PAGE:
Cocktail News - Feb 23, 2014

00:00 February 23, 2014

 Brian Adee launches new drink list at St. Lawrence
Last night, barman Brian Adee debuted his St. Lawrence drink list, a menu reflecting the bar’s renewed focus on craft beers.
There’s the Conquistador, a tequila-honey pairing that gets structure from an American IPA, and the Child’s Play, showcasing Scotch that Brian steeped with whole hops flowers and sweetened with chamomile syrup – it tastes of smoked orange and florals; a welcoming whiskey drink for a beginner.
Rounding out the foamy cocktails is Brian’s Guinness-based Sunburn, lit with Appleton 12-year rum he infused with coffee and banana.
Before you try this chocolate-rich concoction (with only a passing sweetness), first take in the aroma.
That blooming tropical fruit is “enhanced by the nitrous from the Guinness,” says Brian, a chemist of sorts. (He’s exploring flavor science in a book he says he’s writing “for other bartenders, on theory and technique.” Look for it this summer.)
Brian also shows a deft touch in the clean Dona Juana, a vodka-vanilla cream soda touched with wine, and in the Thunderdome, a round and juicy joining of rye, pinot noir and rooibos tea.
Teas play an important supporting role in Brian’s list: spiced and reduced, they make fast, flavorful syrups. A silky mixer of green tea, clove, cardamom and black pepper makes that point, punctuating minty-bitter liqueur in the gorgeous Fernet Julep.
It’s dry and bright, and more compelling with every sip. “I made this one challenging,” he says, “so anyone who orders it will appreciate it.”

Getting lit at Victory Bar
My garnish, that is.
I’d gone to Victory Bar to wish them a belated birthday (Daniel Victory’s venue turned three earlier this month) and to meet up with the bar’s new co-owner, Camille Whitworth.
I’d also heard stirrings of a new menu, which will likely include the “Devil May Care,” written by Laura Bellucci.
It starts with a sugar-coated blackberry dropped into green Chartreuse at the bottom of a martini glass. Laura flamed the berry until it started to roast.
Rather than muddling it raw, “cooking the blackberry releases enzymes you won’t get any other way,” she says. “It releases a berry cobbler flavor.”
Separately, she shook together bourbon, port, cardamom simple syrup and whiskey barrel-aged bitters, adding them to the simmering blackberry, with a champagne float to give it all some bite.
Besides the light show, I loved the flavors: cardamom threaded through the juicy port, with a soft bourbon burn.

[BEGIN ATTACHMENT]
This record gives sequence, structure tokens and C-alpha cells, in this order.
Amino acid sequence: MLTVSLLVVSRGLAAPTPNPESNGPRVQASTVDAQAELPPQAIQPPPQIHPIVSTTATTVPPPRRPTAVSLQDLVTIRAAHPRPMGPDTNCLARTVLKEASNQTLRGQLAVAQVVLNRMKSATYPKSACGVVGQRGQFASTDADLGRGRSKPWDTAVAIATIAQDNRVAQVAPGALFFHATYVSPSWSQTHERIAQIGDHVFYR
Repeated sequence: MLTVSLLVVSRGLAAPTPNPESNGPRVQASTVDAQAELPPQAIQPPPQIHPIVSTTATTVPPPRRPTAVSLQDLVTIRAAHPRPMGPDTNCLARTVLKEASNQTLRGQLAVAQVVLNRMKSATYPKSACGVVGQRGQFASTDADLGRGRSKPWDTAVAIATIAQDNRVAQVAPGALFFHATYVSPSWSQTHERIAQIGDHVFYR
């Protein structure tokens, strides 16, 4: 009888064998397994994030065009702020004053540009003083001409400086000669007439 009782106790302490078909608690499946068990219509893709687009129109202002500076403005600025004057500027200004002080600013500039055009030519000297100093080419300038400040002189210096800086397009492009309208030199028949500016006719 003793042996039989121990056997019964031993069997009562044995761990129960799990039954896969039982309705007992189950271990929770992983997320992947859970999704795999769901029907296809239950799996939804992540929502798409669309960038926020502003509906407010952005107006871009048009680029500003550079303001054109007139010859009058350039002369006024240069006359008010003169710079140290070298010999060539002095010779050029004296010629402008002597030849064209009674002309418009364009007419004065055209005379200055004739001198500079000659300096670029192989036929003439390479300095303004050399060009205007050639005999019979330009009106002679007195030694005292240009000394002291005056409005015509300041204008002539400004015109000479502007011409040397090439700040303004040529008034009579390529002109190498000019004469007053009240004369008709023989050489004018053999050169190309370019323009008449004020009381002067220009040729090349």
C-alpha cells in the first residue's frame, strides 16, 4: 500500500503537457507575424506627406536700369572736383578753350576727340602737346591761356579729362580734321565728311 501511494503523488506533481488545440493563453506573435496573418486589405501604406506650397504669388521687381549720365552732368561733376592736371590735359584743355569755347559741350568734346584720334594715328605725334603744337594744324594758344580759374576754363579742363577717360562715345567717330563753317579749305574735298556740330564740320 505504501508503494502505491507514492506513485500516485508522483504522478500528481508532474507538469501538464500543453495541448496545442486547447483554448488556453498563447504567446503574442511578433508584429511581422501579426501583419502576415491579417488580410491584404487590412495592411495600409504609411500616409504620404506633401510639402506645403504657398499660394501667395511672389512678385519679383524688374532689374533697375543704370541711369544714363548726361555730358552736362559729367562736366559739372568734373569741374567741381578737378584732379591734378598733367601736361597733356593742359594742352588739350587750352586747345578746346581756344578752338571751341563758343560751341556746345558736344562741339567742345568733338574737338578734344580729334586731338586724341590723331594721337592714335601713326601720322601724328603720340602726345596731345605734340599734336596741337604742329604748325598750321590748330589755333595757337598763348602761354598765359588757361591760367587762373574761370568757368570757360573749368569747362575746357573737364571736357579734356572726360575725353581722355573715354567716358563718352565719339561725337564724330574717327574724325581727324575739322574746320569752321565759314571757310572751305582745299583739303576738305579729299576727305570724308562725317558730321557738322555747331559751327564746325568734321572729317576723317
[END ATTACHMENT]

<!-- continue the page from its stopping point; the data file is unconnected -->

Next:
Fire figures into another drink here, too: the Gas Mask, a flaming shot of green Chartreuse and cherry liqueur that comes to you on a plate.
Put out the fire with a shaking tin, then capture the tin’s fumes under a bar napkin. Down the shot, then stab through the napkin with a straw and inhale the fumes (surprisingly potent).
Our shots were expertly lit by barman Hayden Winkler. These might get you lit, as well.

Customize your cocktail with a Sainte Marie soda
It’s not on the menu, but Sainte Marie’s Thomas Schachte creates a new soda every week, flavor-based on the fresh produce coming into the kitchen.
“It started as a way to add a drink for lunch that’s craft-oriented but not alcoholic,” says Thomas. When he serves it that way, he starts with a housemade syrup and charges it with soda water.
Consider, though, making it the lengthener for a custom-built cocktail.
For instance, his satsuma-pink peppercorn-mint soda (from earlier this winter) might have been nice with a sweet, rounded Old Tom-style gin.
Another satsuma soda (this with ginger simple syrup, cardamom, lemon) sounds like it would have been a good mixer for bourbon.
On a recent visit I tried Thomas’s gorgeous shake of fresh grapefruit juice, cilantro and pink peppercorn simple syrup.
You can drink it straight; I took mine with an ounce of tequila blanco (for celeb watchers, it’s George Clooney’s brand) and one-third ounce Curaçao, which showcased the soft, rich and earthy cilantro.
This particular spiked soda has been so popular, in fact, that it’ll land on the new drinks list in March, says bar manager Chris Arenas.

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